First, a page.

Are you raising adopted children who survived trauma?
We are organizing a new support network for metro Atlanta to:
befriend and support each other,
enjoy each other’s company,
affirm each other’s experiences,
find ways to help our children,
back each other up,
have each other to depend upon
and for everyday help.
Sunday, February 19, 2012
I think we all filled out the forms saying what behaviors we knew we couldn't handle and would refuse to take children experiencing those behaviors. They are different for everyone. Yours may have been aggression towards animals, bed wetting, and/or something else that seemed a bit too much to imagine. Ours was sexual predatory behaviors and fire setting. Well, we have not had a fire setter. I'm sure many of you had to alter your expectations along the way only to find years later you are parenting the exact child you refused in the beginning to even consider. Welcome to older child adoption. A life where you feel like your family is being held hostage and traumatized by another member of your family.
When is enough enough? When do you need to protect yourself or your other children? How much should we take? Where do we go when we need more help? Who do we share our secret lives with without worrying about the consequences? What damage will it do to our family if we decide to let them go?
Only you can decide the answer to most of those. Having a support system in place with knowledge of the services in your area, will be extremely helpful. Asking for help from the right person, can save your family. Maybe just putting a few more security measures in place will restore your sanity.
The kind of support group we are thinking of is one that meets monthly in a public venue, like a restaurant. I can't think of a way to provide babysitting, in the beginning. Maybe later we could take turns volunteering later or pitch in to hire someone that is trained. I think it needs to be casual and comfortable so we can feel like normal parents just hanging out. I'm sure many of us have long ago left that life behind. What do you want or suggest? Our first meeting will be March 24, 2012. Send me an email and I will add you to our growing list privately.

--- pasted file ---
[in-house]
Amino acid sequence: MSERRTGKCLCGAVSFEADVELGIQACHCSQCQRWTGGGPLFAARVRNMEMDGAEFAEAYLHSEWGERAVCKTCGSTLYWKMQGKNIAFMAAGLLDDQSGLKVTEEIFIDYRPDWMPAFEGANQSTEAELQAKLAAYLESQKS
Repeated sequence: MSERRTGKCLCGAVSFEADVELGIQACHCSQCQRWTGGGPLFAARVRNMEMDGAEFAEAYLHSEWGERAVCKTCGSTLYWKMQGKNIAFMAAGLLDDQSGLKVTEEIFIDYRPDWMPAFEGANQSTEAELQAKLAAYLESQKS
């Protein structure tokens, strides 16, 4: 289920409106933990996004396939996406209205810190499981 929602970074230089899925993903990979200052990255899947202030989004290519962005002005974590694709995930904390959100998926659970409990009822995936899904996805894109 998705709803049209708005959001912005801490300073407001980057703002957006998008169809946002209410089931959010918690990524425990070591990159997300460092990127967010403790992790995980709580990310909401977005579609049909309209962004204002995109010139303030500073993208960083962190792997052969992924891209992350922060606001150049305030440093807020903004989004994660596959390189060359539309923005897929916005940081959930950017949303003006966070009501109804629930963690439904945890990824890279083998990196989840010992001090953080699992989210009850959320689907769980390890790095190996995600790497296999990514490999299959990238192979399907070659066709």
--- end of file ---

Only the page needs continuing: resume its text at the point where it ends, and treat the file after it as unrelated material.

Wednesday, February 15, 2012
For us, holidays are dreaded. We learned early on our new children resented being in our homes but holidays were an opportunity to really make that clear. If we put ourselves in their shoes, we can see how holidays would trigger such big emotions. After all, they loved their parents and wanted to be reunited to them until we stole them. If we hadn't come into the picture, their parents would have changed and they would be home, living the good life. We were strangers to them. How can we love them, if their own parents didn't? Holidays are memory makers. We all have them imprinted in our minds, the good and the bad. So do they. Holidays meant drinking and parties. It could have meant strangers in their homes. Abuse.
The triggers for these memories can be the smell of the fire, cold air on their face, holiday music, and even the very goodies we are preparing for them. It brings them back instantly. These feelings can be so strong and even physical for them. Oftentimes, they can't explain why they are upset because the last time their parents drank beer, they shot their aunt and now every time they smell it, it reminds them of how scared they were that they would be next. It takes time, help, and practice to let these things out in a healthy way. It takes years and a safe place. You have to prove you are that safe place because everyone else has tossed them away. You may never know the extent of their histories. I know after nearly 6 years, we are still hearing new memories.